Scooped 3rd place in UK top 10 modern churches.  St Bride’s is one of only 42 post-war buildings in Scotland to be listed at Category A.
The Church of St Bride was the the first Roman Catholic Church to be built in the new town of East Kilbride, near Glasgow. The church which accommodates 700 to 800 people is prominently sited on a high bank overlooking Whitemoss Rd.  In addition to the Church there are two sacristies, a presbytery for the parish priest and two curates.
It has a monumental appearance, with no visible windows and cuboid form.  The exterior however is of conventional brick, laid to produce a variety of abstract patterns.  The entrance is surprisingly obscure, a simple door set back in an angled split in the facade, presumably referencing Matthew 7:14, “small is the gate and narrow the road that leads to life, and only a few find it“.
2 large copper structures on the roof are for lighting the interior.
Originally there was a 90 foot high campanile, it was demolished as it had become unsafe in 1983. The story goes that there was no drawing showing the height of the tower and the bricklayers would ask daily how high they were to go. It was only when the architects turned up one day to see where they had built to and said ‘yip, thats about right there’. [https://scarpadog.wordpress.com/tag/east-kilbride/]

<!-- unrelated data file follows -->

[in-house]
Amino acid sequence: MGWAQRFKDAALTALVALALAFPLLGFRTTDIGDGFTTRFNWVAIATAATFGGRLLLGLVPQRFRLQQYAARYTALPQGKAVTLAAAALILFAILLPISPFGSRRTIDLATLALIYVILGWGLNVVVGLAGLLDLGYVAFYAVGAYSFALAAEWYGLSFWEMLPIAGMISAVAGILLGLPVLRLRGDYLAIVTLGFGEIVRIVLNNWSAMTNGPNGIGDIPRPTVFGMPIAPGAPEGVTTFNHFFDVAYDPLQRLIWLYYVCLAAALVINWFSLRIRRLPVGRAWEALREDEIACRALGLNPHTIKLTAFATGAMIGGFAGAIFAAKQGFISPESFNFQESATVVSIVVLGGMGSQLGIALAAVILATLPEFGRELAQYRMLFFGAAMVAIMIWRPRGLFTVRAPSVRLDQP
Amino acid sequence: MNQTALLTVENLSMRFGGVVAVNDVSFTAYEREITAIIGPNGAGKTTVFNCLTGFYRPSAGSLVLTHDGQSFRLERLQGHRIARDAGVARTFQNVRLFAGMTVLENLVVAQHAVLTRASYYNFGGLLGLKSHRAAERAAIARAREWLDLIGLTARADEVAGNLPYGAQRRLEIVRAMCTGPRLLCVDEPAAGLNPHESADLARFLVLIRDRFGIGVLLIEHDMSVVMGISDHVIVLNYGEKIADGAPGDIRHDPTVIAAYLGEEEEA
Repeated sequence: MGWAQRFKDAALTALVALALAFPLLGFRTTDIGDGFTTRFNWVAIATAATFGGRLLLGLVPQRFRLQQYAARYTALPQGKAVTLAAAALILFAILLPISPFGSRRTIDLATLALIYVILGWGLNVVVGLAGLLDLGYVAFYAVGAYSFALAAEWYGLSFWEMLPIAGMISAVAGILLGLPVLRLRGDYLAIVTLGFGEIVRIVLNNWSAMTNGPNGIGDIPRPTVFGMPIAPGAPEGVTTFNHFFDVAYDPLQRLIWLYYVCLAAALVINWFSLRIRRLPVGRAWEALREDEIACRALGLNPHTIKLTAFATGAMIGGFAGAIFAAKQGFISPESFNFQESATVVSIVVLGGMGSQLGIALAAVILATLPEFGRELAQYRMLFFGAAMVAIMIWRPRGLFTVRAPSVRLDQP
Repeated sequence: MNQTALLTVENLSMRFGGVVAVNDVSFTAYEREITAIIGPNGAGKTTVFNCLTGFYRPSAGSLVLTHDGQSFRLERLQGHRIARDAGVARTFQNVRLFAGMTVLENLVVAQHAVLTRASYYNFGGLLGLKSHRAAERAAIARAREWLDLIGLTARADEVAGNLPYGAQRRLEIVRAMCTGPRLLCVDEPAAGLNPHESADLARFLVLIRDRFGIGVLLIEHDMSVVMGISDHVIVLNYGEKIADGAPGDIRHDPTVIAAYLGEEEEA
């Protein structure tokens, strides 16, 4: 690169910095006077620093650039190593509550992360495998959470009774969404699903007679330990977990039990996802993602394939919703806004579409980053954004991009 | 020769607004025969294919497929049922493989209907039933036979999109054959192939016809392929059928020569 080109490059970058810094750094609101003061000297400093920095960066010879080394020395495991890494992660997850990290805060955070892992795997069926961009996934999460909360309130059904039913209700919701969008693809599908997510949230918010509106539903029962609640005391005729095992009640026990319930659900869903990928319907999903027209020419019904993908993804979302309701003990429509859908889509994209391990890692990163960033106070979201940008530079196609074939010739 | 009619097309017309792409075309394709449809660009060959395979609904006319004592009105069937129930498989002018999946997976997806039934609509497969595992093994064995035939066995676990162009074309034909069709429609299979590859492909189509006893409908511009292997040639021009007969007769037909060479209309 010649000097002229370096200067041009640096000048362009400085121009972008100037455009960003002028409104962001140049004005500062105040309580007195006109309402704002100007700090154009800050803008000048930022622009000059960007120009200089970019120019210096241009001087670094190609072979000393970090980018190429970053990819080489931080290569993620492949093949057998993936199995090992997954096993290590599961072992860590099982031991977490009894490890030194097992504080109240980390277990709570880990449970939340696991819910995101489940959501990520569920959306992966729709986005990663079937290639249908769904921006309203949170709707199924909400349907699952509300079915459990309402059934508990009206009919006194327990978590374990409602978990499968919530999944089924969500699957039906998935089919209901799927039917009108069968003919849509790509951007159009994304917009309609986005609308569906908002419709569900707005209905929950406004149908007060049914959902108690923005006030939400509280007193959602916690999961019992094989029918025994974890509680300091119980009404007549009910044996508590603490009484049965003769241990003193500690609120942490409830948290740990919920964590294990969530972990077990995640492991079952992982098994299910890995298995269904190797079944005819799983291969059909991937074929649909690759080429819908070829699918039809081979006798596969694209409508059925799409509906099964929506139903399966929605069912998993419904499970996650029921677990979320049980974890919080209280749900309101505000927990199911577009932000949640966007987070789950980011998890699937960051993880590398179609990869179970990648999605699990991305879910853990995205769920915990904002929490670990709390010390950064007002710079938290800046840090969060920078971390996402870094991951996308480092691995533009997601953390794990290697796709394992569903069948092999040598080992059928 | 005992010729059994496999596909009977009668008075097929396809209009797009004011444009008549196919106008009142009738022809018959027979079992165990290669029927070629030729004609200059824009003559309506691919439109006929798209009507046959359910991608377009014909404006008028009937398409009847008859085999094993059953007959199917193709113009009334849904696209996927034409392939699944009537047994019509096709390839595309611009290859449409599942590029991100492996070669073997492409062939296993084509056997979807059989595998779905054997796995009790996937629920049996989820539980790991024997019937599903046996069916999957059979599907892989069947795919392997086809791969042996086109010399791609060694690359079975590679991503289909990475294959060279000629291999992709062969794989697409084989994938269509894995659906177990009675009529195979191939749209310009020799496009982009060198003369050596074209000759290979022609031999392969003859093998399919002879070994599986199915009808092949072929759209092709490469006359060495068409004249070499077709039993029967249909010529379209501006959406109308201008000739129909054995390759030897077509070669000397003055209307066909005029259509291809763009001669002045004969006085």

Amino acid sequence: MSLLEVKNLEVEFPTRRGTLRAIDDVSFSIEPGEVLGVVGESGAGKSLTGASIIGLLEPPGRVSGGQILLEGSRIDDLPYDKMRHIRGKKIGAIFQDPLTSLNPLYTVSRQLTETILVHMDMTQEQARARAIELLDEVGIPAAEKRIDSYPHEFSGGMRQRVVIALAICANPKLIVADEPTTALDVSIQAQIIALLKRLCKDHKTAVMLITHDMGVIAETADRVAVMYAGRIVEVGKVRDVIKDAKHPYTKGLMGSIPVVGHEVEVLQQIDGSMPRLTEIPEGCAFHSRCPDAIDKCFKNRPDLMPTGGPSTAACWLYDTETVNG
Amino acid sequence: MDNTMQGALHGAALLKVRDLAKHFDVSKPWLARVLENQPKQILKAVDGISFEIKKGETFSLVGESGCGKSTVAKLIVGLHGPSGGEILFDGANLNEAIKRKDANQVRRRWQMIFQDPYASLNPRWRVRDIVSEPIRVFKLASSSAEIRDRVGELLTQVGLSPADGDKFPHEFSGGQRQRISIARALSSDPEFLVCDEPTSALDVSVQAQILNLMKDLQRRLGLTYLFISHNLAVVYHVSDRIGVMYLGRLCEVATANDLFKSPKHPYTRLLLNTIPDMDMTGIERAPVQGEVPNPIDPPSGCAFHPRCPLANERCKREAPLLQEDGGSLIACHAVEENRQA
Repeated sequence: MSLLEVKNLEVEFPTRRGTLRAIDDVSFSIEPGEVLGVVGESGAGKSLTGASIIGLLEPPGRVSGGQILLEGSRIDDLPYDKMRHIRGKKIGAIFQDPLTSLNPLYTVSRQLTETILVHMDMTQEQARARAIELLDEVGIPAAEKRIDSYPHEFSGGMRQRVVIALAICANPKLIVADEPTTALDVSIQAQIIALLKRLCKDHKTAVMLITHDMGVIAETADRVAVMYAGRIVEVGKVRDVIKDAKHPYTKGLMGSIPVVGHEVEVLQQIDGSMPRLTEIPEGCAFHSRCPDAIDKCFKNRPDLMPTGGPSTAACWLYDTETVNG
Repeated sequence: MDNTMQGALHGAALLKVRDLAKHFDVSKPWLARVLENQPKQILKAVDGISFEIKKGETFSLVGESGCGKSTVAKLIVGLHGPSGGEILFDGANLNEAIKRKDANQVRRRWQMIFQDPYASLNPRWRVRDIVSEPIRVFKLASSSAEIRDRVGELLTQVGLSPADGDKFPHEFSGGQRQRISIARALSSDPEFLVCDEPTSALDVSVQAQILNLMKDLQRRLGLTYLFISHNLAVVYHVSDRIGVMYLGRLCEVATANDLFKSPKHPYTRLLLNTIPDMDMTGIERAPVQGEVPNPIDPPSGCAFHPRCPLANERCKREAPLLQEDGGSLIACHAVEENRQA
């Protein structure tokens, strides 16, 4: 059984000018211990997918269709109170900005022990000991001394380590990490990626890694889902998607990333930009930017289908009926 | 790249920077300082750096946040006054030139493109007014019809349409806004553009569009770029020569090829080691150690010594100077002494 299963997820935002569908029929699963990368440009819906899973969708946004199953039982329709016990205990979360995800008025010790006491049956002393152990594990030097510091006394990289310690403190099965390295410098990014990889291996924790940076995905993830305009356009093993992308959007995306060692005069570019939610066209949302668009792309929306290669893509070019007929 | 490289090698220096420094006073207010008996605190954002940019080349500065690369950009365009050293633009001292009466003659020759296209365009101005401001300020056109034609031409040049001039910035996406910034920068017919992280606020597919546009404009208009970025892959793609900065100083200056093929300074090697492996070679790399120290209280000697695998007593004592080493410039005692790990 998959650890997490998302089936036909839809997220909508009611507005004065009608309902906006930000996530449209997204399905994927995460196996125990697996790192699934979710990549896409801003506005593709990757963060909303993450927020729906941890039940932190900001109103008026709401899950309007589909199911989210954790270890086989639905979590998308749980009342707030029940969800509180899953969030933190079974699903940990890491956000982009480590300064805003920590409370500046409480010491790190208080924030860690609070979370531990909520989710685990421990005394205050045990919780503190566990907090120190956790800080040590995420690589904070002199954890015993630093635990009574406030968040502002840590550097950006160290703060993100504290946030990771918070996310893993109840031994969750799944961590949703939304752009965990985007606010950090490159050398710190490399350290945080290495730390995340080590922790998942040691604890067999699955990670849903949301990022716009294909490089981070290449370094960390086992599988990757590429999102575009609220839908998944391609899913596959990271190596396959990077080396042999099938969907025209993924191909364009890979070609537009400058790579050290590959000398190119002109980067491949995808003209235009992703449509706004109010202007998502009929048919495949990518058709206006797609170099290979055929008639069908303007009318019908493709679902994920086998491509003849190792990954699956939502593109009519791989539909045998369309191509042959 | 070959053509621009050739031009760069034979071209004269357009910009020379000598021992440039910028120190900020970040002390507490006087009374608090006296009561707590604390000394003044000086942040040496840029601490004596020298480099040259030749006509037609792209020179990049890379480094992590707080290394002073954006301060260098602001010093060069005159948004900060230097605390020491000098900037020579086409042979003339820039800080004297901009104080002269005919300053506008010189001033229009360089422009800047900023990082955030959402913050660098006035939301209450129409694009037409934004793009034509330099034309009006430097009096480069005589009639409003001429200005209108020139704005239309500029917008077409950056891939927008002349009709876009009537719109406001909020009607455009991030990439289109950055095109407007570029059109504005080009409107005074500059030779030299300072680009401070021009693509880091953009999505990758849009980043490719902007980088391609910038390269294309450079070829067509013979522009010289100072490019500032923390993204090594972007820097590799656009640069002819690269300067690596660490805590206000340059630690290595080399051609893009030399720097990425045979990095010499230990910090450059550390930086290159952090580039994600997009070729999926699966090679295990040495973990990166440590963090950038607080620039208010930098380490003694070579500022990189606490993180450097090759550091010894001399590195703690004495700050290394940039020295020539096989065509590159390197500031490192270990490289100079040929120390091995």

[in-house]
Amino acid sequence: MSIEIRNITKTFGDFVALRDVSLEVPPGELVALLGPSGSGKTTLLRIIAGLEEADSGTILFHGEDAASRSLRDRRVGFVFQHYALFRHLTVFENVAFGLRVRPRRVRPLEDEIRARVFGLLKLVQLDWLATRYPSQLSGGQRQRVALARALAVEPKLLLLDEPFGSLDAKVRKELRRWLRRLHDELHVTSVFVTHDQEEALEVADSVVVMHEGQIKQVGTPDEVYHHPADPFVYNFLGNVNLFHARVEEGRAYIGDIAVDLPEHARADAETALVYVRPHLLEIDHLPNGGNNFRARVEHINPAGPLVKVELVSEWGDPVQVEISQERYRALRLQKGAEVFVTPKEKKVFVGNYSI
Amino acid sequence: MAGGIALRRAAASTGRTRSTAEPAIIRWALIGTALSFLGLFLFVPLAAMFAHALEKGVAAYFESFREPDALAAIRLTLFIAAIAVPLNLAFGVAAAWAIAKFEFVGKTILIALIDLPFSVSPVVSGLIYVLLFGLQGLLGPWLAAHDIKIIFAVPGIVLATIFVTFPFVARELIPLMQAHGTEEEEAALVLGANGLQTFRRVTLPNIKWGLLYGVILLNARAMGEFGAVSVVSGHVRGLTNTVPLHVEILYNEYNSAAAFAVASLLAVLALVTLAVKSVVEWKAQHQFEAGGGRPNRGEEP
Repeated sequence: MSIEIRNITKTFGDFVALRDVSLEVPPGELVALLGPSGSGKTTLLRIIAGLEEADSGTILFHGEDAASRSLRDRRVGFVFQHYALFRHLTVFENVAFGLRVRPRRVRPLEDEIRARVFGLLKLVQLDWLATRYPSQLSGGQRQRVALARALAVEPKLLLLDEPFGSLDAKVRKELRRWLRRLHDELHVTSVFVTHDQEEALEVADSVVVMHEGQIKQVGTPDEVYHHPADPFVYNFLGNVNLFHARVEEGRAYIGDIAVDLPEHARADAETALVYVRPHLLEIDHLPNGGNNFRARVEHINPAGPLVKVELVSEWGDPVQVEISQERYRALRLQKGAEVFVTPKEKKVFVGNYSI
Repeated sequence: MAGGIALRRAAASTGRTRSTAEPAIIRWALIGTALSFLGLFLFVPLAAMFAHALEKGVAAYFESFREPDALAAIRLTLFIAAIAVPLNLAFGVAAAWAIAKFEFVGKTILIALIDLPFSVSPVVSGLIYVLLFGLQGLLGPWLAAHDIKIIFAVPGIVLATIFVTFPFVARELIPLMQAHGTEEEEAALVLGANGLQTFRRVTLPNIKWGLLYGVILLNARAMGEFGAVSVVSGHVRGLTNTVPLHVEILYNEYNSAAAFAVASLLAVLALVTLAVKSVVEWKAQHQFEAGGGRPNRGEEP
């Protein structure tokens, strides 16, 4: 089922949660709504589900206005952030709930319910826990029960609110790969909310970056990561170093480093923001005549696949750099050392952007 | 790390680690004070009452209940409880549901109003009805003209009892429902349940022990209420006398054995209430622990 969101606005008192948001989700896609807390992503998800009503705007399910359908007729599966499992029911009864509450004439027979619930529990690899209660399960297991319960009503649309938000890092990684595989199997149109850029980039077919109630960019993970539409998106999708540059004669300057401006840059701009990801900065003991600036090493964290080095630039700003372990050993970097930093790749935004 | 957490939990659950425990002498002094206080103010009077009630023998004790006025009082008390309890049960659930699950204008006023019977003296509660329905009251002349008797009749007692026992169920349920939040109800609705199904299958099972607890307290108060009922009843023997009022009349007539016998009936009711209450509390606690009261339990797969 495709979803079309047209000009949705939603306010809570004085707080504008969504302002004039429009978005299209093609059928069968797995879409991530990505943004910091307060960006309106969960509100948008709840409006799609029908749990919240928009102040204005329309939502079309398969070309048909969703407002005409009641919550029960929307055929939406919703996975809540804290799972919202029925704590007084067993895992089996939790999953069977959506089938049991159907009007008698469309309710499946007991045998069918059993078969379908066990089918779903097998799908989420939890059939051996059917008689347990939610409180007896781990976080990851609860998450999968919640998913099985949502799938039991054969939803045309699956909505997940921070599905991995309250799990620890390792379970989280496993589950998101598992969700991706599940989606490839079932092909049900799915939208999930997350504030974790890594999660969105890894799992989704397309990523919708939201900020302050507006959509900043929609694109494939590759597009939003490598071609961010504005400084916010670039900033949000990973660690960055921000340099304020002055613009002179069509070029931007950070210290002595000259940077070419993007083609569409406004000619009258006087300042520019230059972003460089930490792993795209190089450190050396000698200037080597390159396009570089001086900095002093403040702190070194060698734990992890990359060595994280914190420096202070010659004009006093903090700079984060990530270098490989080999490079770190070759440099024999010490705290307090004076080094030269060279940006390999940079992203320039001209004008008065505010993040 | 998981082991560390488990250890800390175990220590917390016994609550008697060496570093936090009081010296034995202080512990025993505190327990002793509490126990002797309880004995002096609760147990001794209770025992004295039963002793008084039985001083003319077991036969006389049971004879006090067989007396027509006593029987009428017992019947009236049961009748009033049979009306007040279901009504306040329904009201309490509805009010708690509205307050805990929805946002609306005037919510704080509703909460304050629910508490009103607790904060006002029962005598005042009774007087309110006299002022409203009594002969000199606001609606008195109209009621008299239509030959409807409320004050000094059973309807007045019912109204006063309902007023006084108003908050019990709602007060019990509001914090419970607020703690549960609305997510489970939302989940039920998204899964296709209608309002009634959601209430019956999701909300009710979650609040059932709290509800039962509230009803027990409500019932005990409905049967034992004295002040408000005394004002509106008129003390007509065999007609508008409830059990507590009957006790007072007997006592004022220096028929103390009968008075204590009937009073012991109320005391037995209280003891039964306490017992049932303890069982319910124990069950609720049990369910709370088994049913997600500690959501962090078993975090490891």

A perforated metal cross on the roof was recently replaced.

The group of buildings were designed to form a piazza bounded on one side by the tall Church entrance wall, the second side by the Sacristy link and on the third by the low presbytery. The remaining side is formed by the top of the bank and is partially screened by the long side of the tower.
The plan of the Church is in the form of a broad rectangle, devoid of side aisles and apsidal end, with a freestanding side gallery under which are placed side chaple, confessional and baptistry. The church furnishings are simply conceived in timber of a rugged quality matching the timber finishings. The altars, pulpit and font are made of natural stone.